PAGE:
Memories of my melancholy whores (Gabriel Garcia Marquez, 2004)

Memories of My Melancholy Whores by Gabriel García Márquez, Edith Grossman (Translator)
Memories of My Melancholy Whores
by Gabriel García Márquez, Edith Grossman (Translator)

Gabriel Garcia Márquez ‘novel “Memories of my melancholy whores”

“Sex is the only a comfort when love is not enough,” is one of the key words in the new novel by Gabriel Garcia Márquez. This slim work by the 77-year-old Nobel Prize winner from 1982 is all about love, unfulfilled yearnings, disappointments and newly discovered great emotions. That would not be exciting if the author had not made a 90-year-old journalist the protagonist of his work.

Thus, we experience how an elderly man as an narrator turns his innermost outward, looks back on his life and is inspired by the desire to give himself a night with a maiden on his 90th birthday. Never was the loner, who comes from a privileged Latin American family, never married (except to his mother) a strong emotional attachment to women, but having sex with over 500 whores. “I have never slept with a woman without paying for it.”

A friendly brothel owner communicates to the protagonist a beautiful 14-year-old girl who, while not reading and writing, works as a button seamstress in a large textile factory. But the desires of the amazingly vital protagonist after a wild night of love abruptly turn into an almost reverent, subaltern attitude. The elderly man looks at the sleeper like a work of art, scanning it with his eyes in admiration, inching in and out, captivated by the sight alone, and later reads out to the sleeper the “little prince”. Eros and intellect converge to a symphony of late happiness.

Inspired by the late work “The Sleeping Beauty” by the Japanese Nobel laureate Yasunari Kawabata, Márquez has presented a glaring, pathetic word painting about the discovery of love in old age. Although this may seem badly constructed, it is enchantingly colorful and sensually narrated, so that you, as a reader, move completely detached to the side of the enamored seniors and walk with him numbly on the paths you just discovered the desire to love.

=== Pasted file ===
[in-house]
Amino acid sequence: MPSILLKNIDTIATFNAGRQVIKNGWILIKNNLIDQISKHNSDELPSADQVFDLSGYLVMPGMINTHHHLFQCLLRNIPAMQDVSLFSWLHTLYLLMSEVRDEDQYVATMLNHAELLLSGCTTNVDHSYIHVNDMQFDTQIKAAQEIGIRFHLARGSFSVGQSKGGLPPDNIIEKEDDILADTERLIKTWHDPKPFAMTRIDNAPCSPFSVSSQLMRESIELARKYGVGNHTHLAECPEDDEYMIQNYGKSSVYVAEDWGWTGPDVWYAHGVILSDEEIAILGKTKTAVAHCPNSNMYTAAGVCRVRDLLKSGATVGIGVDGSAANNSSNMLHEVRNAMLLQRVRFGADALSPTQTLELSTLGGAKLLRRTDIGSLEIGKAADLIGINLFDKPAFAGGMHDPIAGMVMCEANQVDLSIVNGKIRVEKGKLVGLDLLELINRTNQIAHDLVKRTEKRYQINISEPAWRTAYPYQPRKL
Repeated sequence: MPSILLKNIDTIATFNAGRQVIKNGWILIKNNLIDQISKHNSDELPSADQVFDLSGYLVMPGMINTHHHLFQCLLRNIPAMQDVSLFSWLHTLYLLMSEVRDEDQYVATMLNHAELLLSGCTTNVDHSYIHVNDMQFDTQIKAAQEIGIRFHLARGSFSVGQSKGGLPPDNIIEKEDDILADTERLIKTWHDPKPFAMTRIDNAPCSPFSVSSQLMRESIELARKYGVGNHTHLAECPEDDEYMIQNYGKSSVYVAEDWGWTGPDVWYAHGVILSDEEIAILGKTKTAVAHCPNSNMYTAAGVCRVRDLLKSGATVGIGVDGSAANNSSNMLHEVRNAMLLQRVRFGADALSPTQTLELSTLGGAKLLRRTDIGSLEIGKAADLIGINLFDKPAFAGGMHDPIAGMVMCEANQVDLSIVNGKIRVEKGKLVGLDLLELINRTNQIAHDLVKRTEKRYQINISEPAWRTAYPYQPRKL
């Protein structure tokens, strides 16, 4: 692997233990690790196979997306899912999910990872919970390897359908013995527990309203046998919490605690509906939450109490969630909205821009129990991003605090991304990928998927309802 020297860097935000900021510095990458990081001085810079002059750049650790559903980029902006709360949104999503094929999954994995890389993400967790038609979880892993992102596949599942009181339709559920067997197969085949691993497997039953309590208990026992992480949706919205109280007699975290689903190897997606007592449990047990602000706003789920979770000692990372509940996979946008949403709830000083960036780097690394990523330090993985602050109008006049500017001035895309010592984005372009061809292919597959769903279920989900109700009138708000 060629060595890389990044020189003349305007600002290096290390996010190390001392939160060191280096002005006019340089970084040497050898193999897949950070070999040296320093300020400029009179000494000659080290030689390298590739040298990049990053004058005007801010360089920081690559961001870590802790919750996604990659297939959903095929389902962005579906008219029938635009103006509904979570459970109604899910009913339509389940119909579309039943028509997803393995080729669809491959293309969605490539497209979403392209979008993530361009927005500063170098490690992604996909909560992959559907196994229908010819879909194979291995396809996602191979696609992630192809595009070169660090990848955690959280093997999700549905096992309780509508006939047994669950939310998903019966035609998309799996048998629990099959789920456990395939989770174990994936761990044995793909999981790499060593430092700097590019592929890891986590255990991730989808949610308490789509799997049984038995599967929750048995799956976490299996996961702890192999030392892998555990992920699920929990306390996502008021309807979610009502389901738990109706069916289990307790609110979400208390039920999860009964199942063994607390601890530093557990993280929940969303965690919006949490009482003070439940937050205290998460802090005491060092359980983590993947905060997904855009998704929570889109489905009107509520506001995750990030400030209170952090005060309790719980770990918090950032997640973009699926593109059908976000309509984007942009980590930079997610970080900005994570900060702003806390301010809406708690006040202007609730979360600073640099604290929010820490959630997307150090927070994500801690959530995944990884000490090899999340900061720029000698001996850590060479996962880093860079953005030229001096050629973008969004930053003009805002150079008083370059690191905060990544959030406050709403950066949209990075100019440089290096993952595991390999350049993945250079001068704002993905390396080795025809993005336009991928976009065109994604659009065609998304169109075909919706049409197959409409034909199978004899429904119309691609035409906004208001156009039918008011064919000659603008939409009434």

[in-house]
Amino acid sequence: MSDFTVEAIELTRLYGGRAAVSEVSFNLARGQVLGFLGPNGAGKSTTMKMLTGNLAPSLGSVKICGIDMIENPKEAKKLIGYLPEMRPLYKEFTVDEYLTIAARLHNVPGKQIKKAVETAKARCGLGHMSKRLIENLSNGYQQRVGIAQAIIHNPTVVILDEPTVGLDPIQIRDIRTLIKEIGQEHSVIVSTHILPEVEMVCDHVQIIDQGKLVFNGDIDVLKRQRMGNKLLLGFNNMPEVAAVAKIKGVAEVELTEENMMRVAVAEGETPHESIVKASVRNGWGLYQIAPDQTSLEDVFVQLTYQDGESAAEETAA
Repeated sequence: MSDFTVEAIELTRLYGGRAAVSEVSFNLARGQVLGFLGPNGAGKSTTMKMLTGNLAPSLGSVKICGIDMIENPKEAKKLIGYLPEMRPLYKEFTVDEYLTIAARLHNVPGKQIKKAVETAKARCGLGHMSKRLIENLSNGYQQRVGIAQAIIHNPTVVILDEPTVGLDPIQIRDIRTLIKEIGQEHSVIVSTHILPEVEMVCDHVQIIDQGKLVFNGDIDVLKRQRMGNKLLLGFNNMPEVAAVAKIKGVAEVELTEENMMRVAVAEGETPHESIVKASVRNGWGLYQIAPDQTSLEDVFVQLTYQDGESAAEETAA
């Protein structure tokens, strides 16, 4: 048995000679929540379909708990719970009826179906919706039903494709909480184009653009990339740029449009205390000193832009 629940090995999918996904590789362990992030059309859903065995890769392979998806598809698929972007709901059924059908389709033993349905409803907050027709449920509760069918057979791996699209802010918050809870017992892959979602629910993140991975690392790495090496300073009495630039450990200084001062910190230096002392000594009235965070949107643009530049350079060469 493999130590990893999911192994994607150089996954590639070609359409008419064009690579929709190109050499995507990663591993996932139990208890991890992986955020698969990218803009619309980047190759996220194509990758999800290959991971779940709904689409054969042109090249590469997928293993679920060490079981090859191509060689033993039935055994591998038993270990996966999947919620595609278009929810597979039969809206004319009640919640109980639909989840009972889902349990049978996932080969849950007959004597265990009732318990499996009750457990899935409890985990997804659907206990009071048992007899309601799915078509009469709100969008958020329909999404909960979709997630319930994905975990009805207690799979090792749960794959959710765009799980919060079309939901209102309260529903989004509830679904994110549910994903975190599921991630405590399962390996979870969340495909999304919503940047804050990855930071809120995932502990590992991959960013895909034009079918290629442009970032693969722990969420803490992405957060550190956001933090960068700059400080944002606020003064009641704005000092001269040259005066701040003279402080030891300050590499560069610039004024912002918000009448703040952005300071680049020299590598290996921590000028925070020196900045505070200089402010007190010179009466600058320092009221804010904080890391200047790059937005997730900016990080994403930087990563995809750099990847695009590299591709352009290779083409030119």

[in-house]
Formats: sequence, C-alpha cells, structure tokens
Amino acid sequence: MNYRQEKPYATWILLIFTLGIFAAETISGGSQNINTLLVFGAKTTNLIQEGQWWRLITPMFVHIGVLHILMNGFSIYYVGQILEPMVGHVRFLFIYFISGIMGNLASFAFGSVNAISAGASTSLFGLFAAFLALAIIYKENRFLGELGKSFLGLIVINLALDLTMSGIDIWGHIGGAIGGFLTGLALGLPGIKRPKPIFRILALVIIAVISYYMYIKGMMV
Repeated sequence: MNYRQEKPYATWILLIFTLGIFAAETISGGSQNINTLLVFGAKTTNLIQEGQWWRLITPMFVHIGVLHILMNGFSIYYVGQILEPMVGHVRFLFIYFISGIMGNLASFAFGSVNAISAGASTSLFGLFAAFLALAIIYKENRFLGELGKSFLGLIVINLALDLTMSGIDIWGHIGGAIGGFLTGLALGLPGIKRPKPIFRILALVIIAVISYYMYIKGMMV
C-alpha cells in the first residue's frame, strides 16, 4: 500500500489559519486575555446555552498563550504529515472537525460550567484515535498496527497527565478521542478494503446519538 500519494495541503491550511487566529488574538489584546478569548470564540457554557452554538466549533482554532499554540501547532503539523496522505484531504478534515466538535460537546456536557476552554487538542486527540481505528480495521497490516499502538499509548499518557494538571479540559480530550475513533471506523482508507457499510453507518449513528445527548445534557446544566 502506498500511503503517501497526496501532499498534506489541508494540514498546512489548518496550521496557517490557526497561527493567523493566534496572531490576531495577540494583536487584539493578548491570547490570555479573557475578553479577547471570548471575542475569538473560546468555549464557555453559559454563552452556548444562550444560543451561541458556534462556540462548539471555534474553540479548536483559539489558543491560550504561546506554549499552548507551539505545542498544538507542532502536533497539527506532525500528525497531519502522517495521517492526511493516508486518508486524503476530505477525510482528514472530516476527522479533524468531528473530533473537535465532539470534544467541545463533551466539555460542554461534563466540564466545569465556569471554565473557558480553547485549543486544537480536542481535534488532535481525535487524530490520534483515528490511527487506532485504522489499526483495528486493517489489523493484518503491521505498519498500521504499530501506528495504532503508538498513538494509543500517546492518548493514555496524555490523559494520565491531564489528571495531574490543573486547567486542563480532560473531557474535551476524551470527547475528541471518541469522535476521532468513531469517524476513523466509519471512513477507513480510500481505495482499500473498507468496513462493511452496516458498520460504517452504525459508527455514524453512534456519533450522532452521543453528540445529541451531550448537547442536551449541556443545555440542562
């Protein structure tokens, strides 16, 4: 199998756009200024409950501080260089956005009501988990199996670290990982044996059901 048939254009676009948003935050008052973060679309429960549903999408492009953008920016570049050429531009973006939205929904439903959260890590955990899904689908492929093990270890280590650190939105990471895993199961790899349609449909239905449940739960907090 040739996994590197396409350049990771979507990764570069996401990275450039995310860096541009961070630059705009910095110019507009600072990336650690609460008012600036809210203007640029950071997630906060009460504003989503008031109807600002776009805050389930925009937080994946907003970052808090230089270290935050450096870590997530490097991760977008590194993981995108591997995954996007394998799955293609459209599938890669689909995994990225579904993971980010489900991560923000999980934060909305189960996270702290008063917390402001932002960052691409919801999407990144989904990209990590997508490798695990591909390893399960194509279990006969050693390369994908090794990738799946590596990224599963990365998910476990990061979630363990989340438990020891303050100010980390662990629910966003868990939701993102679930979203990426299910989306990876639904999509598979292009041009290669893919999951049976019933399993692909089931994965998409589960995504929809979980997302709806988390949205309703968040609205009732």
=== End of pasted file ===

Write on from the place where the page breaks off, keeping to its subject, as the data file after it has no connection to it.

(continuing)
However, the great emotions and ambience described are almost antagonistic to each other. Corruption flourishes, political conditions are unstable, an all-powerful censor watches over the press, settles down, poverty and everyday violence elude the central European imagination as well as the torrential rain showers.

In the midst of this chaos, the main character discovers new facets of her inner life. The Sunday columns, which he still writes in a flourishing handwriting with the pen, read from now on like camouflaged love letters, and as the adored teenager disappears for a few days, arouse feelings of jealousy and revenge (“a satanic charm that she exerted on me” ) with the protagonist. He blindly destroys a brothel because he suspects a plot and is later appalled by the consequences of his devastation.

Garcia Márquez, the author of the great novels Chronicle of a Heralded Death, Love in the Time of Cholera, and Hundred Years of Solitude, deliberately left the end of this enchanting story (a novel rather than a novel) in the balance. From an acquaintance, the protagonist in the end only gets the advice to fight the young girl. The “real life”, we learn on the last page, he has discovered after his 90th Birthday and derived so much energy that he is already looking forward to his hundredths.

Gabriel Garcia Márquez has presented a contemporary fairy tale, emotionally vibrating and musically down to the last line – a material from which a great opera could be made.

The author seems to live and work as energetically as his main character. In addition to the second volume of his memoirs (“Life to tell about it”) are also new stories under the title “en agosto nos vemos” (Eng. “We’ll see each other in August”) announced.

Memories of My Melancholy Whores
by Gabriel García Márquez, Edith Grossman (Translator)
Mass Market Paperback, First Vintage International Open-Market Edition, 115 pages Published November 2006 by Vintage International (first published October 19th 2004)

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